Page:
Researchers analyze pig grunts to better understand them

Listen to your pork. Anxious to make progress in animal welfare, European researchers have developed a tool to decode the feelings expressed by pigs in their various grunts. Spread across Switzerland, Denmark, Norway, France and the Czech Republic, biologists studied more than 7,000 recordings of 411 pigs, from the brief squeal of satisfaction at suckling to the desperate cries at slaughter, before classify in 19 different categories.

“We show that it is possible to determine the emotions of pigs according to their vocalizations”, explains project manager Elodie Briefer, lecturer at the University of Copenhagen. The study, published in early March in the journal Nature (in English), offers a new way to improve animal well-being with a tool to categorize an emotion through the noise produced, according to the researcher.

“We also use a machine learning algorithm (…) which produces a spectrogram and trains itself to recognize negative and positive contexts”, she says. Once developed, this new type of monitoring will allow farmers, who only have physical well-being tools, to ensure the mental health of their animals. “If the percentage of negative sounds increases, then the farmer knows something is probably wrong and can go check the pigs”says the researcher.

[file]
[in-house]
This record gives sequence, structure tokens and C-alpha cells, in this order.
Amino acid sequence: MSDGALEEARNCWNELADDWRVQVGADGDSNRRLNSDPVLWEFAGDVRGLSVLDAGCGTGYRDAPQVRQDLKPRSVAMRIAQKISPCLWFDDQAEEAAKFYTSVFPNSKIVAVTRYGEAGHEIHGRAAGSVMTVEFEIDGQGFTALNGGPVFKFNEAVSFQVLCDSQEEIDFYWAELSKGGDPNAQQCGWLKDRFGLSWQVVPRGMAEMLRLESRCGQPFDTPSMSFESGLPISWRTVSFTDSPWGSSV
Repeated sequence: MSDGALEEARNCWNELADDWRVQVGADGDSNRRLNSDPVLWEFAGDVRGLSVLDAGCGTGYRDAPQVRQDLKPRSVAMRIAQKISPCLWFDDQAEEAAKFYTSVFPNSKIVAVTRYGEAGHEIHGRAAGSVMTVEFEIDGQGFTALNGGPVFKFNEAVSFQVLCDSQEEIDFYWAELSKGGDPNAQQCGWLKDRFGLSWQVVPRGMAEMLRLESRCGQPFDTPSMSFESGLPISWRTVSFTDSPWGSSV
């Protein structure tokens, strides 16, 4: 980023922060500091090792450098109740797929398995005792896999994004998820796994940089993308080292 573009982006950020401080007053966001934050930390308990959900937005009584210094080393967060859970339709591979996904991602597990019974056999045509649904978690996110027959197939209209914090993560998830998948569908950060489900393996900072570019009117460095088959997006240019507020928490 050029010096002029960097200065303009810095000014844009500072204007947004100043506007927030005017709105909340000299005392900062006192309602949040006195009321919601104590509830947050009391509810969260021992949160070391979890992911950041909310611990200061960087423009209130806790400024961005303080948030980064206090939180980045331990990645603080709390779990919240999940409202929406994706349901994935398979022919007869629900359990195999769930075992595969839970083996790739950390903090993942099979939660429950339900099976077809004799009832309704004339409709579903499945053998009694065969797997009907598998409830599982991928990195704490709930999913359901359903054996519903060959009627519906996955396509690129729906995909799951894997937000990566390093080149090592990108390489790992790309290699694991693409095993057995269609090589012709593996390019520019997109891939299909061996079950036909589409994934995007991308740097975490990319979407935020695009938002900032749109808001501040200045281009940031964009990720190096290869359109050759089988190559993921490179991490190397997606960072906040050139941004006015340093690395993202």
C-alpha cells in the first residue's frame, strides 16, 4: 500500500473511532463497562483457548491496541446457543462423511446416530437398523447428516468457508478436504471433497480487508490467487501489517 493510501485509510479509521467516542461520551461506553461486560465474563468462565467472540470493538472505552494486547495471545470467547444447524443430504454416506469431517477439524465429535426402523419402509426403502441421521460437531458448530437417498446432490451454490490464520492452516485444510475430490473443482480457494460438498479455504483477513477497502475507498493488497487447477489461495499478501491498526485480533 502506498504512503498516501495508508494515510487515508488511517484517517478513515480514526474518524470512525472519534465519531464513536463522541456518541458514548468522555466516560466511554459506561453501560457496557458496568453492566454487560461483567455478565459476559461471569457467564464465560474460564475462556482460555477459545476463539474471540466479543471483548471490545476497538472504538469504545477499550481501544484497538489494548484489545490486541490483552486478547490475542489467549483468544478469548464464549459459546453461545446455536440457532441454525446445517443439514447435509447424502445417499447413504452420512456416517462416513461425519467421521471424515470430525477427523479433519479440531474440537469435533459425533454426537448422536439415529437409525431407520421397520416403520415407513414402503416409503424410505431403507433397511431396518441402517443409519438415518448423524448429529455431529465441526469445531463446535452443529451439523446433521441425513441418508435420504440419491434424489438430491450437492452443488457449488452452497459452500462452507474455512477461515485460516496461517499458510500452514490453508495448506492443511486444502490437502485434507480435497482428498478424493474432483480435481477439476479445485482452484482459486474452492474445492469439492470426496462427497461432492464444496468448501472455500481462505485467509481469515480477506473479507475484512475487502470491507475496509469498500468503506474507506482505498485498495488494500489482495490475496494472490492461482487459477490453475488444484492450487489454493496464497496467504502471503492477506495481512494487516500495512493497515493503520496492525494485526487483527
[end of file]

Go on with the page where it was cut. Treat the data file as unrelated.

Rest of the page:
For the Danish Board of Agriculture – the Scandinavian country is home to 13.2 million pigs, a European record of more than two pigs per capita – the implications of the study are promising. “This concept (…) could potentially be a useful tool among others in the work of monitoring the health and welfare of pigs”, said Trine Vig, a spokesperson for the Council. She says the study achieves 92% accuracy in determining whether the call is negative or positive, and 82% in classifying the actual context in which the sounds were made.

According to the study, positive feelings are expressed in short sounds while negative thoughts are most often expressed at length. But why dwell on the pig rather than the veal or the rabbit? For the authors of the study, the pig, known for its very varied squeaks and noises, was the perfect stallion. “They are very vocal, which makes studying them easy”underlines the university. “They produce vocalizations all the time. Even in low intensity situations, they continue to vocalize”.

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